VA, veterans groups sound alarm on mental health during coronavirus pandemic

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Veterans’ advocacy groups say a surge of mental health needs is on the horizon as the coronavirus pandemic strains resources and increases social isolation.

During the pandemic, the U.S. Department of Veterans Affairs and its partner mental health providers have treated thousands of veterans through telehealth appointments. But some veterans' advocates worry the already understaffed VA medical facilities can't keep up and that telehealth isn't enough.

FILE: A photo showing a hat of U.S. Marine Corps veteran Chad Sneary in Mooresville, N.C. 

FILE: A photo showing a hat of U.S. Marine Corps veteran Chad Sneary in Mooresville, N.C.  (AP)

A White House task force established by President Trump was expected to release a report this that would provide a national roadmap to boost mental health care and curb persistently high suicides numbers among veterans. The plan was abruptly shelved in March due to the outbreak.

An administration official told The Associated Press that officials planned to unveil the plan around Memorial Day. Karen Pence, wife of the vice president, will help launch the effort.

VA officials said telehealth medical appointments jumped from 20,000 in February to nearly 154,000 in April. Many of the department's partners have moved most or all of their mental health appointments to telehealth.

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For years, the government reported that 20 veterans die by suicide each day, about 1.5 times higher than non-veterans. There were 6,139 suicide deaths in 2017, which is up 129 from the previous year, even as the total veteran population declined.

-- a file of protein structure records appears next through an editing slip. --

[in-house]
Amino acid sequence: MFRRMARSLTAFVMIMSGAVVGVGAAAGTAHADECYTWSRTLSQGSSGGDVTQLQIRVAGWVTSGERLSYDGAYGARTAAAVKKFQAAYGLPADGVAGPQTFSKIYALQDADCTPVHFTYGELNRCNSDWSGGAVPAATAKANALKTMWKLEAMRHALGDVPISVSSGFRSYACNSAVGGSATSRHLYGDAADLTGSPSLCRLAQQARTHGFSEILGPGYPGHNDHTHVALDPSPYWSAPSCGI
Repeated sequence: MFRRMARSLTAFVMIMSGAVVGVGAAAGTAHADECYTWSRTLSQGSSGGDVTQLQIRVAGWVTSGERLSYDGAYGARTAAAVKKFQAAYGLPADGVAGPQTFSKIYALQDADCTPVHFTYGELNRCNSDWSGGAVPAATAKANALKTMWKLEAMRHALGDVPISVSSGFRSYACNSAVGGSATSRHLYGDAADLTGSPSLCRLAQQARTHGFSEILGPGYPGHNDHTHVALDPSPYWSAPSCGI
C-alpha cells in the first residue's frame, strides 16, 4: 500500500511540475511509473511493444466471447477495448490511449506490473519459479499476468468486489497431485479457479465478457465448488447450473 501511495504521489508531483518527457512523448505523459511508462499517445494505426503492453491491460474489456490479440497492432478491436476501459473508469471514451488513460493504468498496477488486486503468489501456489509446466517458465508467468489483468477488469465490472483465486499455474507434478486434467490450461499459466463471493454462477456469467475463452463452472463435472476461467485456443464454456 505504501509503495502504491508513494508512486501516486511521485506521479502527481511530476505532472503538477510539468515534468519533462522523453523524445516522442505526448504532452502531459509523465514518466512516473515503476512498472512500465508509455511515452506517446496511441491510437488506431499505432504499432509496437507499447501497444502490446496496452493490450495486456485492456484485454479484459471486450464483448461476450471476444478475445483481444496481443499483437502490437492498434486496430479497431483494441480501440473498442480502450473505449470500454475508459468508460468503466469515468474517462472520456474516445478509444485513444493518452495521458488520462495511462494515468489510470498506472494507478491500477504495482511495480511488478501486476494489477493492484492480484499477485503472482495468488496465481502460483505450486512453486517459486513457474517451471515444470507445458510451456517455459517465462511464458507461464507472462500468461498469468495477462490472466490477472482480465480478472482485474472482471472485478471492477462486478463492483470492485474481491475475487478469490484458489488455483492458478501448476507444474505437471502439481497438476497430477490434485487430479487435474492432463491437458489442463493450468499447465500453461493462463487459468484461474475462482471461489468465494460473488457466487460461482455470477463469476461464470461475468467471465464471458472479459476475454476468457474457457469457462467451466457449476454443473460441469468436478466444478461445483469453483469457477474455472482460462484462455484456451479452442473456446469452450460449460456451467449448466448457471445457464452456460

The government says about two-thirds of those were not under VA care, pointing to a need for improved outreach.

"We have been very busy during the COVID crisis — with our efforts focused on getting in front of the mental health crisis that we know is coming," Barbara Van Dahlen, executive director of the task force, told the AP. The group has boosted social media efforts during the pandemic.

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At Cohen Veterans Network, website traffic has increased, including a spike between midnight and 4 a.m. Saturdays when people are alone or experiencing insomnia.

Anthony Hassan, the president and chief executive officer of Cohen, said he doesn't believe the country's mental health system is prepared for the surge likely to happen from the pandemic. Cohen is opening 10 new centers by the end of next year and hiring more staff.

"The one thing I don't want to be is too late. ... We need to be talking now about how we can make sure we are ahead of this," Hassan said.

The Associated Press contributed to this report.